There’s no denying that between the unverified University of Virginia rape allegations and the #YesAllWomen hashtag, rape culture is a hot button topic right now. These days, it seems like everyone’s writing analyses about its influence in media. I don’t make a habit of reviewing TV shows (mostly because I think it’s a stupid thing to do), but I’d be remiss to ignore these larger media trends. That said, two of the half-hour cable shows that I follow are Girls and Broad City. On paper, they’re both similar in concept (they feature 20-something females in NYC and are considered spiritual successors to Sex & The City), but they also diverge in other ways (Broad City is a straight-up comedy, and Girls is a comedy/drama with a more serious tone).
It’s difficult to ignore an overlapping theme between the latest episodes of both shows – rape culture. It was a literal tale of two cities – this most recent episode of Girls followed Hannah to Iowa, and the episode of Broad City was set in Brooklyn/Manhattan, as the show typically is.
Fair warning: This blog post contains spoilers about the latest episodes of Broad City (S02E01 – “In Heat”) and Girls (S04E02 – “Triggering”). Oh, and it also deals heavily with content of a sexual nature.
Broad City – “In Heat”
Let’s start with Broad City since it aired first. In the episode, Abbi (played by Abbi Jacobson) is dating a new character played by Seth Rogen (“Male Stacy”). They’re in bed together, but due to the heat wave, Male Stacy falls asleep. We find out the next day (in comical fashion) that Abbi “finished” while he was unconscious.
The following exchange happens between Abbi and her best friend/other main character on the show Ilana (played by Ilana Glazer):
Ilana: (yelling over jackhammer) So, to clarify, you raped– [jackhammer stops] — (lowers voice) you raped him.
Abbi: No, no. He passed out from the heat. He seriously wanted it.
Ilana: That is literally what they say.
Abbi: Yeah, but I really mean it.
Ilana: So do they.
Abbi: Well, I…
Ilana: Dude, did you finish?
Abbi: My God, I raped him, dude. I raped Male Stacy. I’m a monster!
Earlier in the episode, Ilana directly refers to rape culture during a birthday dinner for her not-boyfriend Lincoln:
Ilana: All Hollywood media is porn, and all porn is kiddie porn. We live in a rape culture, you know? We just do. I’m gonna run to the little girl’s room. That is rape culture language right there!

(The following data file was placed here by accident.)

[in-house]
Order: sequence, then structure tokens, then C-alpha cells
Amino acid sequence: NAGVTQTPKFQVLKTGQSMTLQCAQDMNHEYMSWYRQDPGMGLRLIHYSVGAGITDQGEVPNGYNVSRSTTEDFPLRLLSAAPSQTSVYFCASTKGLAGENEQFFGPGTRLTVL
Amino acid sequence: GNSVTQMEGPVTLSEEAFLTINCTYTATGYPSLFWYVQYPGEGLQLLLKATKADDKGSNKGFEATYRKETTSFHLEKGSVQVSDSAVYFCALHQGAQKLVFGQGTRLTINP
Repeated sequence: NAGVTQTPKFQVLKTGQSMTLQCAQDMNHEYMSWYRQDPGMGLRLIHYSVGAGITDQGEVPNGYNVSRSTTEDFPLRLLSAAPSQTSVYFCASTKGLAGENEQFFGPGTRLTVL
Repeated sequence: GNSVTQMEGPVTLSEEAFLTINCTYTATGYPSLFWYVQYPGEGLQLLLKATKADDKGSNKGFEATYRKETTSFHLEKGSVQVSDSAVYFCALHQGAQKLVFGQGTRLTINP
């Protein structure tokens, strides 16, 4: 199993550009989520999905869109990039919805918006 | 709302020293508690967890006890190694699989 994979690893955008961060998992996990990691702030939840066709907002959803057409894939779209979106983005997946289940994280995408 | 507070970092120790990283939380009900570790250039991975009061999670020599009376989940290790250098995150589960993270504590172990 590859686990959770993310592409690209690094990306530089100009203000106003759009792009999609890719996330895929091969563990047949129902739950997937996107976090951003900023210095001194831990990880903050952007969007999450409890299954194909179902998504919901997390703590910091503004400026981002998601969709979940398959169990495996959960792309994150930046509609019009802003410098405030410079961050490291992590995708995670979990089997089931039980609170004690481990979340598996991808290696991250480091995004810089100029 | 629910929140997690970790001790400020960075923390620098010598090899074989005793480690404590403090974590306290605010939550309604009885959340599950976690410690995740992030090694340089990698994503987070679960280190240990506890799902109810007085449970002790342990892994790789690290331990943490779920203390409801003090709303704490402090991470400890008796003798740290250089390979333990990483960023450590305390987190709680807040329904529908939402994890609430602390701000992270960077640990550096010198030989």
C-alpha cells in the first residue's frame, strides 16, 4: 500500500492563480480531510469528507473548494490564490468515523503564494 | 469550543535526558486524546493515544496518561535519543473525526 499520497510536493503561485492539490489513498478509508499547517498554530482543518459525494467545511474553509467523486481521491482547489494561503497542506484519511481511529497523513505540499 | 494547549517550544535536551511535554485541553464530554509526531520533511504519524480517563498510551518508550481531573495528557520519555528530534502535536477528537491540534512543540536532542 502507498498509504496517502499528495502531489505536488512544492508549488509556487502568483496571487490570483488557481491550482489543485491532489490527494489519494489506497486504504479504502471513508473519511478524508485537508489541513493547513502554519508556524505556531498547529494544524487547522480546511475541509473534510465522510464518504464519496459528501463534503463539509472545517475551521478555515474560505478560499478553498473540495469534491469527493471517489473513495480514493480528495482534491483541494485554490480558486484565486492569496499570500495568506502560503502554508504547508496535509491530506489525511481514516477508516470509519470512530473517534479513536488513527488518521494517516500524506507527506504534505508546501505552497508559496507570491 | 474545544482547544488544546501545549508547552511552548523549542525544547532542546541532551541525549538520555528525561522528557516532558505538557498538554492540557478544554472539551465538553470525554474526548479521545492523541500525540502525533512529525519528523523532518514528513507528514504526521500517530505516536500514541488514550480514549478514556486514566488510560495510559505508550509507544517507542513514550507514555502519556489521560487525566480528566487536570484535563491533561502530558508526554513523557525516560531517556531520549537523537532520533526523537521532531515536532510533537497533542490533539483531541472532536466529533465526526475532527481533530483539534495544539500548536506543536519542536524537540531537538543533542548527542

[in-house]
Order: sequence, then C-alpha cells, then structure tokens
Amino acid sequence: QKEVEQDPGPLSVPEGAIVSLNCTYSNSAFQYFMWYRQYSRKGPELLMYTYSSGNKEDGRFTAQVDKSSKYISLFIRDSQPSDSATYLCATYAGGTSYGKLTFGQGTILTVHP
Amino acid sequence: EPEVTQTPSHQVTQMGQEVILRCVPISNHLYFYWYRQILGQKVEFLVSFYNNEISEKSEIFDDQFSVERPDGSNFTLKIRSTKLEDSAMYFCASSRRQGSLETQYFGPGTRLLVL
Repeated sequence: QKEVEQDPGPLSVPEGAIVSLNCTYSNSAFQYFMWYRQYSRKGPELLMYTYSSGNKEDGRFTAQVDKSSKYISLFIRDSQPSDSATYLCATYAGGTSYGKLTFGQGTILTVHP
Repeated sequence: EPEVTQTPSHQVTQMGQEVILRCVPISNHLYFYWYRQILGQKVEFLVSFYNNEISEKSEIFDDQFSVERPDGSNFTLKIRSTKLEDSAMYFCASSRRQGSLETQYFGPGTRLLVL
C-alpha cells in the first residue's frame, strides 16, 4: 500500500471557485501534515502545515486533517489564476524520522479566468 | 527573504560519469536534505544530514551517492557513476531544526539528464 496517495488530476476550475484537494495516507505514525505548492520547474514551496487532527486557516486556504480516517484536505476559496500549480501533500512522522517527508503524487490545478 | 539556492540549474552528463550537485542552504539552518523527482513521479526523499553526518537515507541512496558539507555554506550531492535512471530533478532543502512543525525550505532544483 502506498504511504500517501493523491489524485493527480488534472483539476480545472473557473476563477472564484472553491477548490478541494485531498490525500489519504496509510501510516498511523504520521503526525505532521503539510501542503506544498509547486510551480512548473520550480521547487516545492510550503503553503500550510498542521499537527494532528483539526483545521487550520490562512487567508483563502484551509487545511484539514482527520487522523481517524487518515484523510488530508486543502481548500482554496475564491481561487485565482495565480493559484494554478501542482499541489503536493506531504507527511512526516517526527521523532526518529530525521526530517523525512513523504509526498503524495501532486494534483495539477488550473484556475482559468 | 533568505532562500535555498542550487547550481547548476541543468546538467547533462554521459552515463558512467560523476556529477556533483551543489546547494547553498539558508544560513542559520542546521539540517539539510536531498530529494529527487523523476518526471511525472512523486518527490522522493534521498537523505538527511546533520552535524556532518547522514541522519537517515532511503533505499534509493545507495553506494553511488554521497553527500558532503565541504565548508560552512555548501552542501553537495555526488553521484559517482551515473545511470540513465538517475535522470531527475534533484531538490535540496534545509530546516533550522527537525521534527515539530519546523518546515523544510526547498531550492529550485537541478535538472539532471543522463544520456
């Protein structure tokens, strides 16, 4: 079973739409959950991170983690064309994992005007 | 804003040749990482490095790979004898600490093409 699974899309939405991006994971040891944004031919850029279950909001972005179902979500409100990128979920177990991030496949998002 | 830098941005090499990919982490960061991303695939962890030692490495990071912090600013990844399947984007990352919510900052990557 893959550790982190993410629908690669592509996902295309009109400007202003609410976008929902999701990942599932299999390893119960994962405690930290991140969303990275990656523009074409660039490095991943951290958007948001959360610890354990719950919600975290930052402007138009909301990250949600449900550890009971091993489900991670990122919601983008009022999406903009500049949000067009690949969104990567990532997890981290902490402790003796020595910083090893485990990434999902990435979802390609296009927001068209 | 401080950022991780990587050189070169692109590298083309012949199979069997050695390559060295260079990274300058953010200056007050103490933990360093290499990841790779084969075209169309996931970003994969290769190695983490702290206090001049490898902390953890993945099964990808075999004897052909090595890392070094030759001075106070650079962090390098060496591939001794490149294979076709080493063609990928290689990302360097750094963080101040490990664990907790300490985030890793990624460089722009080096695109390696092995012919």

By the end of the episode, Abbi accidentally makes out with an underage teenager in a dorm room, an act that she laments turns her into a repeat sex offender.
All of these conversations are played as jokes, mostly because: the show is a comedy on Comedy Central; because the situations themselves are absurd; and because – let’s face it – Seth Rogen being raped in his sleep is a funny concept.
There have been analyses written about how the episode “rapes rape culture” (a line paraphrased from the episode) by turning rape culture on its head with these jokes. The episode serves to highlight the double standard of how women raping men is often not taken seriously (surely enough, we never see Seth Rogen’s character find out about it, or any sort of falling out). And it also shows that rape jokes can be funny if done correctly. After Daniel Tosh made a threatening rape joke at a female audience member in 2012, many writers took the stance that “rape jokes are never funny”. It may be a matter of taste, but I’d venture that those same people don’t watch Louis CK’s standup, or could not imagine the possibility of the Broad City excerpt above.
The main characters of Broad City border on caricatures at times. The fictional versions of Abbi and Ilana are sexually liberated to an extreme – in the first season, Ilana video chats with Abbi while having sex so it feels like a “threesome”; in the Season 1 finale, Abbi discovers a used condom that had been inside of her for over half a week; and that’s not to mention all of the times Abbi has to reject sexual advances from Ilana.
The show almost directly addresses the oft-cited double standard that men who sleep around are commended while women who do the same are shamed. Broad City plays with these tropes, and in many cases, subverts them entirely.
In American TV, there’s a long history of womanizing being played for laughs (think Joey from Friends, or Barney from How I Met Your Mother). And in the 60s on, there were a ton of male characters who engaged in what was essentially sexual harassment (think Steve Urkel or Pepé Le Pew), also played for laughs.
Broad City goes along with these tropes, takes them to an extreme, and then toes a line predicated on social mores that probably shouldn’t be there to begin with. And that’s what makes the show funny. In my opinion, anyway.
Girls – “Triggering”